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ABSTRACT. This narrative explores the interchange of two cultures and the development of intercultural dialogue through the building of a community garden in west Auckland. The identities of the two parties involved: the Auckland Environmental Protection Association (AEPA), aka Chinese Eco Elders (CEE), and the Auckland Council (AC), are reflected on through signifying moments and events. The narrative examines the steps taken towards attaining a robust intercultural dialogue and to what extent that has been achieved. It observes the power positions of the key players, how the relationship has developed to date and notes considerations for the way forward. The retrospective narrative is told from the perspective of AC Environmental Programmes Advisor, Author (A), who was charged to work with AEPA/CEE through the project development. The study shows that environmental programmes can provide an appropriate platform for intercultural dialogue to take place as long as there is a willingness and flexibility from both parties to understand the other and to build a hybrid project. The study also confirmed that the transfer of democracy and decision making skills are the foundations for quality dialogue (Jiang, 2005, p. 227). It is envisaged that the learnings from this qualitative research will increase the mutual understanding of both parties and improve the design, and implementation, of future environmental programmes with the ethnic communities in Auckland. pp. 29–46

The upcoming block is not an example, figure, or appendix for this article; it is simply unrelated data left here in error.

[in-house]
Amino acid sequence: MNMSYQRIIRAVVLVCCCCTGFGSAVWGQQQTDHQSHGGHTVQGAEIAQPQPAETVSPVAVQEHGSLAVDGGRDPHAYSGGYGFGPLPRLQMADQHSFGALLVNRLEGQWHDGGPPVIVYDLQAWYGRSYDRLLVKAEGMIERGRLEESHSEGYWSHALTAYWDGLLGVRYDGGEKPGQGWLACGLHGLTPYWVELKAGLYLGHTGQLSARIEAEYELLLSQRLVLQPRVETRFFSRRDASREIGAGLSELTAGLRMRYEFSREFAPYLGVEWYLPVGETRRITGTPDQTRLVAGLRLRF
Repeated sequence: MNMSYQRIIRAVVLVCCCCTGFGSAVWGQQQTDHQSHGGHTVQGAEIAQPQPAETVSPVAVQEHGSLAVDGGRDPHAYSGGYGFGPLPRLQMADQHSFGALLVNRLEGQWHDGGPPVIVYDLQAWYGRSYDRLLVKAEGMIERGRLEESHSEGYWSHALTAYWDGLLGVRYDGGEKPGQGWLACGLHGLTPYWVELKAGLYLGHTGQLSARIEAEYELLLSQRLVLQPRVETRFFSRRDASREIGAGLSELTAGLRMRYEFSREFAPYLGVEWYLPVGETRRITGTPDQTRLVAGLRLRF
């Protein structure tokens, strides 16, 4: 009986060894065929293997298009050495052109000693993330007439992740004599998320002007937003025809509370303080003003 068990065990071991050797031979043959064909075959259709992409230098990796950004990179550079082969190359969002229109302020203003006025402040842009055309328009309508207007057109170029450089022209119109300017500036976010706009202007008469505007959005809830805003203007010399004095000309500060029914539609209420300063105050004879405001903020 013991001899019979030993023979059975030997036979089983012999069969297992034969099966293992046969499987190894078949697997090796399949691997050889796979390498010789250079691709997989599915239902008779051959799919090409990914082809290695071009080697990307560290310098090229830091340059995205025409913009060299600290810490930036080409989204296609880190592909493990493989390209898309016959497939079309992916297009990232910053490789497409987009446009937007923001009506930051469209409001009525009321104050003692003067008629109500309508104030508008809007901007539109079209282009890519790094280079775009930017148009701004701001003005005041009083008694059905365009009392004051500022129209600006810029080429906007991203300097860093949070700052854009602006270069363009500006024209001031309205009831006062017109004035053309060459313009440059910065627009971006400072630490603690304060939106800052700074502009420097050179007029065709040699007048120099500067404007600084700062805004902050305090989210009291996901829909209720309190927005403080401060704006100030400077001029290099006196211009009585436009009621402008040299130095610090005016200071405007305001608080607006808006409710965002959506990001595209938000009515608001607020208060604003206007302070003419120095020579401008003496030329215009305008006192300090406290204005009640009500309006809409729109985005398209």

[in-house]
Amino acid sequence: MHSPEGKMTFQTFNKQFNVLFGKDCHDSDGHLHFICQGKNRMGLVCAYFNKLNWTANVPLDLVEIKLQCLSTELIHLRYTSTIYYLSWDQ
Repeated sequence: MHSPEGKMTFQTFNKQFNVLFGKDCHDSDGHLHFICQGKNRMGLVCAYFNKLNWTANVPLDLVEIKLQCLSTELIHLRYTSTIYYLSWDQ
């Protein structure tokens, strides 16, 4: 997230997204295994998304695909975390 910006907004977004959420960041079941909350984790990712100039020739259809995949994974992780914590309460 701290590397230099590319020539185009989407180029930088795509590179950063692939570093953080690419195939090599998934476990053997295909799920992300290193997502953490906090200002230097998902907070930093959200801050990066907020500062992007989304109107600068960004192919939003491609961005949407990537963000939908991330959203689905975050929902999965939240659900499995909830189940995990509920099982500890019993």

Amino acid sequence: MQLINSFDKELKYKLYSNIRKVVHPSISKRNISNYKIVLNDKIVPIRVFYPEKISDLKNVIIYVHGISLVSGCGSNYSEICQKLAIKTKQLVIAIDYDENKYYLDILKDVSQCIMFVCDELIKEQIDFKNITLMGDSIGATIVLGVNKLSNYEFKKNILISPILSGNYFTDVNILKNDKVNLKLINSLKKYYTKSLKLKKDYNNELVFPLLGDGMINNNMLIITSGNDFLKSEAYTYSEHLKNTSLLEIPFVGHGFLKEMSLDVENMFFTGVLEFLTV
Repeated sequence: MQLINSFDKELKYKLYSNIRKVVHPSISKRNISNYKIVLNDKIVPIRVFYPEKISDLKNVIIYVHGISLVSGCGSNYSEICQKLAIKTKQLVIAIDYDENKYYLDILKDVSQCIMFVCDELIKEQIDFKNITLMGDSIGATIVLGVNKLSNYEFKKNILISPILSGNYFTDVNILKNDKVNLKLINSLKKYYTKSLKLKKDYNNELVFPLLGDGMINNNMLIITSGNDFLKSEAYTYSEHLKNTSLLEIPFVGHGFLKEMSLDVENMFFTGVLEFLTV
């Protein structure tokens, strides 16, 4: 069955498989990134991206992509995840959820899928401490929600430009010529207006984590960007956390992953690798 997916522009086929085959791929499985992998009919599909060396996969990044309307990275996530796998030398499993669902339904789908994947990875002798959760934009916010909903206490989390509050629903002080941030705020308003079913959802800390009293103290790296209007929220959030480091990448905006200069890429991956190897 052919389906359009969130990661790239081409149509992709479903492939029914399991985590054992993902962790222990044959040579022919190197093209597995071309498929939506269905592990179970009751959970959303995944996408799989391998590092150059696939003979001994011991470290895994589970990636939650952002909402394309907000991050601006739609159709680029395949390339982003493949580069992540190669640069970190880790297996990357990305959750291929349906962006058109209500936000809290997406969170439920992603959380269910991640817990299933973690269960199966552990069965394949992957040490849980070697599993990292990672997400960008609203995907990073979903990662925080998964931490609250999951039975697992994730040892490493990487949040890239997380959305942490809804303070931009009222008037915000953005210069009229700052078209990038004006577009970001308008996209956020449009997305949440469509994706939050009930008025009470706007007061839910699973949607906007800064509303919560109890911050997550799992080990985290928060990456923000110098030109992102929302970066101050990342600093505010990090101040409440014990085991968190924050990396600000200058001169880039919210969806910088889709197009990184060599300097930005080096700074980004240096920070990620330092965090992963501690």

Keywords: environmental programmes; intercultural dialogue; ethnic community

KAREN M. SUMMERHAYS
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